Editorials and Opinion
Editorials: Corporations didn’t need more rights (Dayton Daily News [OH] , 01/22/10)
"The court resolutely set aside its alleged commitment to “judicial restraint.” Recent conservative nominees have insisted they believe in in deciding what’s necessary and at hand, not in reaching out; that they believe in deferring to legislatures where possible and to prior decisions.
Chief Justice John Roberts likened himself to a mere “umpire.” But this is a redesign of the game."
Editorial: Government by the people, RIP (Detroit Free Press [MI] , 01/22/10)
"Astonishingly, five U.S. Supreme Court justices ... delusional premise has become the basis for a radical and dangerous reversal of judicial precedent."
Editorial: Company cash: Flooding into politics? (Charleston Gazette [WV] , 01/22/10)
four right-wing justices -- Antonin Scalia, Clarence Thomas, Samuel Alito and John Roberts -- persuaded moderate Anthony Kennedy to join them in allowing corporate campaign cash, on the pretext that company spending is "free speech."
Editorial: Campaigns up for sale (Boston Herald, 01/22/10)
"the court on a 5-4 vote overturned not simply a major section of the 2002 McCain-Feingold campaign finance law, but also a 63-year-old law.... In the interest of, as Chief Justice John Roberts put it, not restraining “the vibrant public discourse that is at the foundation of our democracy,” the court has thrown open the floodgates for special interests."
The U.S. Supreme Court strikes down campaign finance restrictions. What is your reaction to this decision? (The Hill, 01/22/10)
Thomas E. Mann, senior fellow of Governance Studies at the Brookings Institue: "It makes a mockery of Chief Justice Roberts’ pious statements during his confirmation hearing before Congress about his embrace of judicial modesty and constitutional avoidance. His concurring decision fashioned to answer this expected criticism strikes this reader as defensive and lame. This decision constitutes a dramatic change in law yet nothing has changed to produce it other than the composition of the Court. Sadly, deliberation on the Court is becoming as ideologically driven as that in Congress."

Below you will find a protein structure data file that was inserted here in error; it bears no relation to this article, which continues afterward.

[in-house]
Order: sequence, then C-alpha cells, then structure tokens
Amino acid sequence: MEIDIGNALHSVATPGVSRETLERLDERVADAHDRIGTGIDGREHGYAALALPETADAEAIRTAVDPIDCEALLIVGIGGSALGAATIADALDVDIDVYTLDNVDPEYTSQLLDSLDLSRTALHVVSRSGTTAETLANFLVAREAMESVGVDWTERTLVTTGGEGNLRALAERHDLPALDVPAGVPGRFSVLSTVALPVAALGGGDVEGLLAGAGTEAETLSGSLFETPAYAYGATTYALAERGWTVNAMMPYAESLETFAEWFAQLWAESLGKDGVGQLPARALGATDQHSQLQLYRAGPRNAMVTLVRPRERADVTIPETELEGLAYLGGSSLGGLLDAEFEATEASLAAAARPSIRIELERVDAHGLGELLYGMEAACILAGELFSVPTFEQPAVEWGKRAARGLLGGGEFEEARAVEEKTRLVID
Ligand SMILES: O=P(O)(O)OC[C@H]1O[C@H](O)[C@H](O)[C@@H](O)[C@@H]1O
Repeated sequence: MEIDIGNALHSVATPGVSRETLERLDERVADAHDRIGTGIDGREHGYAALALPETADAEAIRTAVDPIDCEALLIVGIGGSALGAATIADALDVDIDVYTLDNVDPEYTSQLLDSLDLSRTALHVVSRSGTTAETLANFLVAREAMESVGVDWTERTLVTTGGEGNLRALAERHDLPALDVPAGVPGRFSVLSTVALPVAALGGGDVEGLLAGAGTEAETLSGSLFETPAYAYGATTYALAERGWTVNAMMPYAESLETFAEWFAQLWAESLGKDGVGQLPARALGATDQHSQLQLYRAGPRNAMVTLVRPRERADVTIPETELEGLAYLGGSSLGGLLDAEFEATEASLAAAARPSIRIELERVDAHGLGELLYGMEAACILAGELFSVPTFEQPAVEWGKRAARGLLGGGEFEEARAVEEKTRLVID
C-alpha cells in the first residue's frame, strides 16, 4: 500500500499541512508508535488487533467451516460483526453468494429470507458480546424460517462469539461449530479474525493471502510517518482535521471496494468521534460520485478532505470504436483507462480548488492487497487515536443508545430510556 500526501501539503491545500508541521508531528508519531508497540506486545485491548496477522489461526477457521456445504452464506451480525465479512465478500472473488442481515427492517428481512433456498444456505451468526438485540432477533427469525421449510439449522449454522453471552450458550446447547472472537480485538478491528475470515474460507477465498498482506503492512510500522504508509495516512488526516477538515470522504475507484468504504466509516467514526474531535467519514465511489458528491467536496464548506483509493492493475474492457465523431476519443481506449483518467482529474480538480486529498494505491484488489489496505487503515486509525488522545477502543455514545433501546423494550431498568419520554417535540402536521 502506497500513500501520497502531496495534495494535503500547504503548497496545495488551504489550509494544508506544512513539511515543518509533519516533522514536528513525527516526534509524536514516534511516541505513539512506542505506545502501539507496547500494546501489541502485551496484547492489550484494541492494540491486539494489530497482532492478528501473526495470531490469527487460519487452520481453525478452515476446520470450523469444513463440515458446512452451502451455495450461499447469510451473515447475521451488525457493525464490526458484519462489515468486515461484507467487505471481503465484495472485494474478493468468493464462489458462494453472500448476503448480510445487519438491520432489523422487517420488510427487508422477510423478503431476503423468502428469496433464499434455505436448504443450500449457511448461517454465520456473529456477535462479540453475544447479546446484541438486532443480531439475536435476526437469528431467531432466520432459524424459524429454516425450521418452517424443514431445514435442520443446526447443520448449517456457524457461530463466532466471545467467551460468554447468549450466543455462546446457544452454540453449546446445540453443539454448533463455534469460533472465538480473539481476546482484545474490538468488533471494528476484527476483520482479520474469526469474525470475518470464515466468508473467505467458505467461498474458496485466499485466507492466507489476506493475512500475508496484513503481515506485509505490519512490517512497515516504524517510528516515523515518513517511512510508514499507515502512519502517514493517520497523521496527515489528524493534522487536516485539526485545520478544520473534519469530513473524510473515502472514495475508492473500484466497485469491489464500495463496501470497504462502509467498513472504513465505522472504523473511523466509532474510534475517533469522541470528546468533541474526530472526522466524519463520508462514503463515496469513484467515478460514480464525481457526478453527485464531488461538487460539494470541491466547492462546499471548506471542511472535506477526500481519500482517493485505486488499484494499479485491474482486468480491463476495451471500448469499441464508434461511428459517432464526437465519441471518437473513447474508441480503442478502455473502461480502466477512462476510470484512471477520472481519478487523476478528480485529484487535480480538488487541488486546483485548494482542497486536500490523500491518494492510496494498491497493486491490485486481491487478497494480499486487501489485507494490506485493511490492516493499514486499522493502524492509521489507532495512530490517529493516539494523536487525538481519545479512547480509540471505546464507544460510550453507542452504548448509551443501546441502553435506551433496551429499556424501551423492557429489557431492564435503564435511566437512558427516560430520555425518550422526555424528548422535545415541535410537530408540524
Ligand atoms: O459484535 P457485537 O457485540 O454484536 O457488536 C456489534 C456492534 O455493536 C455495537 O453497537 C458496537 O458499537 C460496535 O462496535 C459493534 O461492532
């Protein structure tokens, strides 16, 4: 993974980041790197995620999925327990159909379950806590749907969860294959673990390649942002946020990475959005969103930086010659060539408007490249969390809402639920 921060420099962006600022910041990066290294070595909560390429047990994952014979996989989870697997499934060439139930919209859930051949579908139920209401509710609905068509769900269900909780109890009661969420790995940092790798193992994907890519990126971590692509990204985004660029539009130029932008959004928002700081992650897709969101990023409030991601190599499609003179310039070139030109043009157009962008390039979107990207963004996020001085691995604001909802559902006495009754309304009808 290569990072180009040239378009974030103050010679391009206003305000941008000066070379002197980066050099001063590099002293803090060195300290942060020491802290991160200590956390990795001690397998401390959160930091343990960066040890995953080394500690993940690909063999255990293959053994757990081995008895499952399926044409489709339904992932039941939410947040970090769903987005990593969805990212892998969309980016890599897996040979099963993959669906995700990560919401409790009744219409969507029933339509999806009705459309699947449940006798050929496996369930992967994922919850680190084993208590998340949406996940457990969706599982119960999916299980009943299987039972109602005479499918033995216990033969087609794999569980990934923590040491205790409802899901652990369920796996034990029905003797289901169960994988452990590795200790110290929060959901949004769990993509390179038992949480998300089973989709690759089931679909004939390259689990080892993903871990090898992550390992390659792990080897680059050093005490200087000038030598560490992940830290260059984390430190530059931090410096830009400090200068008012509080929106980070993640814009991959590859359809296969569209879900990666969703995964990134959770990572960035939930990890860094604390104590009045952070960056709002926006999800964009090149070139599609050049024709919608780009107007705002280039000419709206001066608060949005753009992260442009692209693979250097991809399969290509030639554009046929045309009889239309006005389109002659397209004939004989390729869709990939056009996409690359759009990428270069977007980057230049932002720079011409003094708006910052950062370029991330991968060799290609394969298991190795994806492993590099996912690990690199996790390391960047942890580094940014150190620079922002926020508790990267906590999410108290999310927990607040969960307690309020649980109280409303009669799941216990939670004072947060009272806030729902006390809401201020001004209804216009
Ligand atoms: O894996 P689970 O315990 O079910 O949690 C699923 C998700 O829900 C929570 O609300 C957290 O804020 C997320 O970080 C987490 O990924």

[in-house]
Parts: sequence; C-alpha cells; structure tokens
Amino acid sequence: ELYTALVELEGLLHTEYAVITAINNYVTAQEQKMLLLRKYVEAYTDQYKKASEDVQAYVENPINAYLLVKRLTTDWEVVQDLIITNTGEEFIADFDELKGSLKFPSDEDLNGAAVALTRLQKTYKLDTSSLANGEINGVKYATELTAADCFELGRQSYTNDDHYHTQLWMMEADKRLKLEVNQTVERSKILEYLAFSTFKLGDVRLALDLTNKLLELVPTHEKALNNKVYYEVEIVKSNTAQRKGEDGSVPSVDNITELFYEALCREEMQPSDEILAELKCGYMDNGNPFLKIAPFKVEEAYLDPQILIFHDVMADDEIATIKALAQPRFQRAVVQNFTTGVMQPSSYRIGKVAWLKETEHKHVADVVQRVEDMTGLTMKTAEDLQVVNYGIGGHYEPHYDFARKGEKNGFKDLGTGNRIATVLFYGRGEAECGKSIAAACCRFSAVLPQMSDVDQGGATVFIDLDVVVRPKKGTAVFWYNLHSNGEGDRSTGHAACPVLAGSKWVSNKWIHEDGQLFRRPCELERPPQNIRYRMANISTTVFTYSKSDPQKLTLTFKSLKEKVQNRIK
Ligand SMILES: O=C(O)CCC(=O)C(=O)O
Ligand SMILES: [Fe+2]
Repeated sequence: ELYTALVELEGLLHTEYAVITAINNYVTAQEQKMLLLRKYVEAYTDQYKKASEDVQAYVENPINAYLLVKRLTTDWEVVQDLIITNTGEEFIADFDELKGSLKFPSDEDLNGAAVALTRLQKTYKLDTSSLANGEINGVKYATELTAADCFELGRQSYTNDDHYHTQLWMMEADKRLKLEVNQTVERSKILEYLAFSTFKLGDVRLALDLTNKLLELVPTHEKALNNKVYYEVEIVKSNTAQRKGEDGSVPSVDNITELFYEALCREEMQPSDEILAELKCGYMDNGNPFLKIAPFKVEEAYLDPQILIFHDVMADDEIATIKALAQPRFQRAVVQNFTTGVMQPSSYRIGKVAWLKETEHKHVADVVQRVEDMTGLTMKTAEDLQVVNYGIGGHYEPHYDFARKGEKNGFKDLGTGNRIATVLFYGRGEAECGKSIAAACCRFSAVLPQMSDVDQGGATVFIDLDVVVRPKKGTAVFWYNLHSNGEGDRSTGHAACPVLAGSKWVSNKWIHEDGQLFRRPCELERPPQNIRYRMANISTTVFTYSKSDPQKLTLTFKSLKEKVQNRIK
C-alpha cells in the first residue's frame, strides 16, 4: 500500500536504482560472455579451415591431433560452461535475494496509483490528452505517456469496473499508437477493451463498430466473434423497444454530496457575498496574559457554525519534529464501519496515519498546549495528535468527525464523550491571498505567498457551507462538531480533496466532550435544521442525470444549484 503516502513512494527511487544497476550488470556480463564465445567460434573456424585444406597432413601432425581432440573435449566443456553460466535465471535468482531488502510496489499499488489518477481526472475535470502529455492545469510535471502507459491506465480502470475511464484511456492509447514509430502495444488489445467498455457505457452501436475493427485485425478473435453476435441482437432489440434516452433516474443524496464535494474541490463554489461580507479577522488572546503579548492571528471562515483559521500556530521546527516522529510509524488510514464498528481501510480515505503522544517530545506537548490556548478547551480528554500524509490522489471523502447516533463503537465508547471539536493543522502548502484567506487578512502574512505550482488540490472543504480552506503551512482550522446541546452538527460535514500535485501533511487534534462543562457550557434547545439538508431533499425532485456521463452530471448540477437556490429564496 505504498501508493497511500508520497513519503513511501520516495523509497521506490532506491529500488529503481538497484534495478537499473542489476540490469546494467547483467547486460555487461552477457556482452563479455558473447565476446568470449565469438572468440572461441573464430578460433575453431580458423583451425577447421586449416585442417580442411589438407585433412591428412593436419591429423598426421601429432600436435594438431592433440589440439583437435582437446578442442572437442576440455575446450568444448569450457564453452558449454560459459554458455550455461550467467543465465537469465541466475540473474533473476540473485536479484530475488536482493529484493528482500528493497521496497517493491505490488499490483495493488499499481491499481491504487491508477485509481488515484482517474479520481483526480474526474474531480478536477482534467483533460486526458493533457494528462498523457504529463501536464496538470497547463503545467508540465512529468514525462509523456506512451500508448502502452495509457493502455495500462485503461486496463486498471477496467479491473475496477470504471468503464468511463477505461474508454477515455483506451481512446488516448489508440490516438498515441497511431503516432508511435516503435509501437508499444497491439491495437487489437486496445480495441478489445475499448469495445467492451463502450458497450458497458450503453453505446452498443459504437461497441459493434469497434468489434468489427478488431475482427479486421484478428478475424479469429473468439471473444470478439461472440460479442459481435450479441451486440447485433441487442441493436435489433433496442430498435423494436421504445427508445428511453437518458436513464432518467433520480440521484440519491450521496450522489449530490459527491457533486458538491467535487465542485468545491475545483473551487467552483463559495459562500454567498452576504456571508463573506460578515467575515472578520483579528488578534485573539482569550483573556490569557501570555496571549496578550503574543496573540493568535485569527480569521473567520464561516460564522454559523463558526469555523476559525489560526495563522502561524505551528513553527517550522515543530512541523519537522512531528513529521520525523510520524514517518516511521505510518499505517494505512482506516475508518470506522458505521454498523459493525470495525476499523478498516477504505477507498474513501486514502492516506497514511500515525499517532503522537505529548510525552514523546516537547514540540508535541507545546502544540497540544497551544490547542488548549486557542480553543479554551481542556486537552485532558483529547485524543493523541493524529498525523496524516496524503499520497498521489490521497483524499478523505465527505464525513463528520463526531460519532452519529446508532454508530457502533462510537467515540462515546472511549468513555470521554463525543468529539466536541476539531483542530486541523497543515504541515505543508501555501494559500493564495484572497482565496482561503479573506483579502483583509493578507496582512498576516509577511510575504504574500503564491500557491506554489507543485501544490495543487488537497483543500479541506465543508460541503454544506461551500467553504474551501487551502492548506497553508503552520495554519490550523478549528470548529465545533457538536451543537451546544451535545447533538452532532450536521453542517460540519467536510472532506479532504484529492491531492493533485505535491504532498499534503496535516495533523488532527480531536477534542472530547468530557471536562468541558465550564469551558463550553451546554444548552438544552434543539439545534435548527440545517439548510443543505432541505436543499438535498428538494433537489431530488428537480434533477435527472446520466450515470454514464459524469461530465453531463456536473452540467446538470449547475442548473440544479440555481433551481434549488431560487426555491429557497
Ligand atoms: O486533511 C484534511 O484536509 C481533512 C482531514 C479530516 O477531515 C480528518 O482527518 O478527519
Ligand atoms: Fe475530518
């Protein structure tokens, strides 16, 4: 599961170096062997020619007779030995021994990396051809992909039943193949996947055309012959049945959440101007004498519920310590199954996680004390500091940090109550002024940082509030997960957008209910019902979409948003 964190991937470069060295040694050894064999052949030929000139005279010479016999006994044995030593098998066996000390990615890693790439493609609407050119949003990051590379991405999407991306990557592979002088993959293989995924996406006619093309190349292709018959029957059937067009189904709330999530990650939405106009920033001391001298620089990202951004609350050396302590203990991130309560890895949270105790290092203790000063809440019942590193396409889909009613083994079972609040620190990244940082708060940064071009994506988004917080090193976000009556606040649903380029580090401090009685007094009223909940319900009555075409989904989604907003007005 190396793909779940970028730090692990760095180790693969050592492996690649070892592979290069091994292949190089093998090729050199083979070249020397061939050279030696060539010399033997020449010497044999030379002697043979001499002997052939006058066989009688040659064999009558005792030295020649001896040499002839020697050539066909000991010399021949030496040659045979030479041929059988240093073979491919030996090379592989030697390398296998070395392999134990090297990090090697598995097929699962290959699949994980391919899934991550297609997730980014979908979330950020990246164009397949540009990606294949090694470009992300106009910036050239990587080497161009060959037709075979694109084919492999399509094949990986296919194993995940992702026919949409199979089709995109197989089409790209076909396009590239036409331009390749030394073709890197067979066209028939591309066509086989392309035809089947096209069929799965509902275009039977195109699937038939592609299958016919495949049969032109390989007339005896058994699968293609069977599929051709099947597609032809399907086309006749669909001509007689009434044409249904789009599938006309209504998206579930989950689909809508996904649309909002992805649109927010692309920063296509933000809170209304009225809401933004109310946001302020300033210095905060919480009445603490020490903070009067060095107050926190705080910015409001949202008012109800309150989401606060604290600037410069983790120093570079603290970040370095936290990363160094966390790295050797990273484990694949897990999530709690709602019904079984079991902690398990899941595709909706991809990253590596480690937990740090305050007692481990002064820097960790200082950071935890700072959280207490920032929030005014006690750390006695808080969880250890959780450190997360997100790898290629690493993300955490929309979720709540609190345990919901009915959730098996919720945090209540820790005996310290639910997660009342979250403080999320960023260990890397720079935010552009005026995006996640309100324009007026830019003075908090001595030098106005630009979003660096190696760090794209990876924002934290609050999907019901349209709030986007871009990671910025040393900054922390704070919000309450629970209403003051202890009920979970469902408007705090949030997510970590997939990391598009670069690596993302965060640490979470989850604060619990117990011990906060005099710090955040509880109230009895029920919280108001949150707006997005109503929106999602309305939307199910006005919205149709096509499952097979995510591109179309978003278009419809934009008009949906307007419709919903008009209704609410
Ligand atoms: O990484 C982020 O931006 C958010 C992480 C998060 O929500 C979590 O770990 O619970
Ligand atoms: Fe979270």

Editorial: The Supreme Court removes important limits on campaign finance (Washington Post, 01/22/10)
"making a mockery of some justices' pretensions to judicial restraint, the Supreme Court unnecessarily and wrongly ruled 5 to 4 that the constitutional guarantee of free speech means that corporations can spend unlimited sums to help elect favored candidates or defeat those they oppose."
Pioneer Editorial: Ruling opens campaign floodgates (Bemidji Pioneer [MN], 01/22/10)
"Election law became more clouded on Thursday as the U.S. Supreme Court ruled 5-4 that corporations and organizations can spend unlimited amounts of money on candidates in federal elections, making it hard to not pay attention to their positions."
Editorial: Supreme Court favors corporations over voters (Advocate [Stamford-Norwalk, CT], 01/22/10)
"by elevating corporate influence to a shout, Thursday's 5-4 ruling diminishes the voice of average people to a relative whisper.
We disagree with the high court's prevailing opinion that injecting billions of big-business bucks into election campaigns represents democracy in action."
Conservatives Forfeit High Ground On Activism: Citizens United Ruling Overturns Decades Of Precedent On Campaign Law (National Journal, 01/22/10)
Stuart Taylor, Jr.: "For decades conservatives have accused liberal Supreme Court majorities of judicial activism, by which I mean sweeping aside democratically adopted laws and deeply rooted societal traditions to impose their own policy preferences based on highly debatable interpretations of the Constitution's language and established meaning.
On Thursday, the five more conservative justices -- and in particular Chief Justice John Roberts and Samuel Alito, who went well beyond anything they've said before -- forfeited whatever high ground they once held in the judicial activism debate."
Editorial: Talk about judicial activism (Scranton Times-Tribune [PA] , 01/22/10)
"A decision by the conservative majority of the Supreme Court, however, is a breathtaking exercise in judicial activism."